It has been a while since we last heard about “anchoring”, in the context of the faltering Turkey-EU relations.
Just as we started to think that Turkey slipped its western moorings almost completely towards uncharted seas, there appears to be a lighthouse on the horizon, after all.
Turkey’s President Recep Tayyip Erdogan, renowned for his fiery rhetoric and hostile posturing against Europe, will be meeting the EU Commission president Jean-Claude Juncker, European Council president Donald Tusk and Bulgarian prime minister Boyko Borissov, whose country holds the bloc’s rotating presidency, in the Black Sea port city of Varna, on March 26.
Turkey had been pushing for a summit in Brussels between the leaders of the three EU institutions and the Turkish President for some time; but so far, the EU had been reluctant to agree to such a meeting.
Turkey’s massive crackdown on civil society and press freedom and the Turkish government’s hostile rhetoric towards Europe, made any significant rapprochement unlikely.
It was neighboring Bulgaria, whose rotating EU presidency for the first half of 2018 that made such a summit possible.
By holding the meeting in Varna, instead of Brussels, the EU is lowering the summit’s profile. Nevertheless, it is an important sign that neither side is willing to give up and both are moving to mend their ties.
When the Bulgarian Prime Minister Boyko Borissov visited Turkey earlier in the year, it was reported that he raised the question of imprisoned journalists, particularly the foreign media workers. He was said to have relayed discomfort of the EU leaders in talking to Turkey while the crackdown on free speech is continuing.
The presidential spokesman Ibrahim Kalın said that they attached great importance to the Varna summit and they believed it would significantly contribute to the acceleration of the Turkey-EU relations in 2018.
Ahead of the EU-Turkey summit in Bulgaria, Ankara’s envoy to Brussels, Faruk Kaymakçı, delivered a position paper in relation to the visa liberalization to Turkish citizens, an issue that has been effectively put on shelf since 2016.
For Turkey to secure visa-free travel for its citizens to 28-nation bloc, 72 different requirements need to be fulfilled, among them reform of Turkey’s anti-terror laws, data protection laws and an agreement with the EU police agency, Europol.
The most challenging benchmark for Turkey is the change in the law on counter-terrorism, used widely for the crackdown on journalists and opponents of the government.
Turkish authorities are saying that they will change the law in a way that the law will “re-express itself”. According to a Hürriyet Daily News report, an unidentified official said the amendment would not inconvenience Turkey. It would not negatively affect the struggle against terror, but still be acceptable to the EU.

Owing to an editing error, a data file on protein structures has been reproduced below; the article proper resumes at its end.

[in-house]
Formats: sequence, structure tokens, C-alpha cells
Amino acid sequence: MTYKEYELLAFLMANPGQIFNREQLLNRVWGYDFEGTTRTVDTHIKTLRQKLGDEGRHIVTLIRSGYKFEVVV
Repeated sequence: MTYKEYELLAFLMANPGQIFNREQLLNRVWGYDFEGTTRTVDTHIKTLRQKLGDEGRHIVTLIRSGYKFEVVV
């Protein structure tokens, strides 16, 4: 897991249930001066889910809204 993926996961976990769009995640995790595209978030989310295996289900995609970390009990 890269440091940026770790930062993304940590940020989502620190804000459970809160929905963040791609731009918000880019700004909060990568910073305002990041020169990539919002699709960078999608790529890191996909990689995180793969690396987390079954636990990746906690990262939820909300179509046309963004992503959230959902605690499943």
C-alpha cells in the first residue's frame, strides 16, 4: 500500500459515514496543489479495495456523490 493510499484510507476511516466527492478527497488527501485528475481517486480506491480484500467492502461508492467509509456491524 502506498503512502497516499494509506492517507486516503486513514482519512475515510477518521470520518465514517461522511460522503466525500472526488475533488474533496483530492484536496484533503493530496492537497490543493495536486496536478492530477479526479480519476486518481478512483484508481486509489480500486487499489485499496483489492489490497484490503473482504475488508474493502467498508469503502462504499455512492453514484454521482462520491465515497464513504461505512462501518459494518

Daily Cumhuriyet reported that the proposal submitted by Ankara to the EU pledged that “critical expressions of governmental acts” will not be considered a crime “if they are within the boundaries of journalism”.
Setting boundaries of journalism is open to interpretation. Considering Turkey’s claims that all journalists in jail are there, not because of their journalism, but due to their criminal activities, proposed configuration of the law is unlikely to satisfy the demand that security laws would not be used to crack down on the media.
There will be obstacles on anti-corruption monitoring, collaboration with the European Union Agency for Law Enforcement Cooperation (EUROPOL), privacy laws and recognition of Cyprus Republic, too.
Turkey’s Permanent Representative to the EU, Faruk Kaymakçı, says that “if the EU gives positive signals to Turkey, Turkey will do more in terms of reforms”.
But, both in Europe and in Turkey, people are wondering whether the EU really can anchor Turkey again.
Turkey’s sharp decline on democracy and human rights pop up as the main obstacle to normalizing relations in almost every field in international relations.
Turkey’s drift away from European norms and values are so pronounced that many in the EU have been weighing up the pros and cons of a more permanent break.
At the end of last year, the EU leaders were considering whether to end accession talks and Mr. Erdogan was daring European leaders to “do the necessary thing” and say they did not want to continue the path with Turkey.
But last week, ahead of his arrival in Rome for his visit to Vatican, the Turkish President made it clear that his country still wanted full membership. Other options would not do.
Clearly, both the EU and Turkey still see merit in rebuilding their relationship. Despite exchanging insults daily, and a serious downturn in relations, Turkey and EU, obviously, have not reached the end of the line yet.
Much as we applaud any engagement that would encourage Turkey to stop the alarming consolidation of its authoritarian regime, unfortunately, neither the EU nor Turkey sound sincere in their latest attempt to be reconciled.
This post is also available in: Turkish